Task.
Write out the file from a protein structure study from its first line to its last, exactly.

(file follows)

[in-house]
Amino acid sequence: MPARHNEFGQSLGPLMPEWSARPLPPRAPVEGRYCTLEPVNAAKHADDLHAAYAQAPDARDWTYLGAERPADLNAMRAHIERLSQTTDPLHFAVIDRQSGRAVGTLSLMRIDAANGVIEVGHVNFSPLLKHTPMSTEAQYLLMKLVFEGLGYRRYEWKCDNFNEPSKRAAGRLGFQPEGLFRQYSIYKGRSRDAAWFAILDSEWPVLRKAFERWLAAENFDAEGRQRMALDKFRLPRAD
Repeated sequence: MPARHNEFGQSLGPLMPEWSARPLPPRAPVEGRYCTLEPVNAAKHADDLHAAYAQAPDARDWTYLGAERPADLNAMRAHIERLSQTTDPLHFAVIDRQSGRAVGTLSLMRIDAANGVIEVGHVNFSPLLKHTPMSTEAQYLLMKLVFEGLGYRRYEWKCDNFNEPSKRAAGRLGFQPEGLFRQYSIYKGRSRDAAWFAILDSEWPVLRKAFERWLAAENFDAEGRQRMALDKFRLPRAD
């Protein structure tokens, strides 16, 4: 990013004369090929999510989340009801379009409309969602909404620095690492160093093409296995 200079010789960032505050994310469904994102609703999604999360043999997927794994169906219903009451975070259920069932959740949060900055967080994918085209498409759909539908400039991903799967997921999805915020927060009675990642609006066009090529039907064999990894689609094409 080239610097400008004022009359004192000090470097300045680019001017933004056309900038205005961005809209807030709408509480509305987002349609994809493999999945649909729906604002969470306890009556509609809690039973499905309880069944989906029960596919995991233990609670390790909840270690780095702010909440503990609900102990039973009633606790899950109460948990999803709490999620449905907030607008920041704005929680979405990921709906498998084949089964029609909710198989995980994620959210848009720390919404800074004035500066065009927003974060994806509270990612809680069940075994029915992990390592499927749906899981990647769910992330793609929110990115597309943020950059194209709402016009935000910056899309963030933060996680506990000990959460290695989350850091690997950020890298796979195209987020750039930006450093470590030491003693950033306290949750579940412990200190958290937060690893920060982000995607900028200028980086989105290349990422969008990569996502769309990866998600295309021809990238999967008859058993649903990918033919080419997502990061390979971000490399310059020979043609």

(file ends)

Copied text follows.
[in-house]
Amino acid sequence: MPARHNEFGQSLGPLMPEWSARPLPPRAPVEGRYCTLEPVNAAKHADDLHAAYAQAPDARDWTYLGAERPADLNAMRAHIERLSQTTDPLHFAVIDRQSGRAVGTLSLMRIDAANGVIEVGHVNFSPLLKHTPMSTEAQYLLMKLVFEGLGYRRYEWKCDNFNEPSKRAAGRLGFQPEGLFRQYSIYKGRSRDAAWFAILDSEWPVLRKAFERWLAAENFDAEGRQRMALDKFRLPRAD
Repeated sequence: MPARHNEFGQSLGPLMPEWSARPLPPRAPVEGRYCTLEPVNAAKHADDLHAAYAQAPDARDWTYLGAERPADLNAMRAHIERLSQTTDPLHFAVIDRQSGRAVGTLSLMRIDAANGVIEVGHVNFSPLLKHTPMSTEAQYLLMKLVFEGLGYRRYEWKCDNFNEPSKRAAGRLGFQPEGLFRQYSIYKGRSRDAAWFAILDSEWPVLRKAFERWLAAENFDAEGRQRMALDKFRLPRAD
């Protein structure tokens, strides 16, 4: 990013004369090929999510989340009801379009409309969602909404620095690492160093093409296995 200079010789960032505050994310469904994102609703999604999360043999997927794994169906219903009451975070259920069932959740949060900055967080994918085209498409759909539908400039991903799967997921999805915020927060009675990642609006066009090529039907064999990894689609094409 080239610097400008004022009359004192000090470097300045680019001017933004056309900038205005961005809209807030709408509480509305987002349609994809493999999945649909729906604002969470306890009556509609809690039973499905309880069944989906029960596919995991233990609670390790909840270690780095702010909440503990609900102990039973009633606790899950109460948990999803709490999620449905907030607008920041704005929680979405990921709906498998084949089964029609909710198989995980994620959210848009720390919404800074004035500066065009927003974060994806509270990612809680069940075994029915992990390592499927749906899981990647769910992330793609929110990115597309943020950059194209709402016009935000910056899309963030933060996680506990000990959460290695989350850091690997950020890298796979195209987020750039930006450093470590030491003693950033306290949750579940412990200190958290937060690893920060982000995607900028200028980086989105290349990422969008990569996502769309990866998600295309021809990238999967008859058993649903990918033919080419997502990061390979971000490399310059020979043609």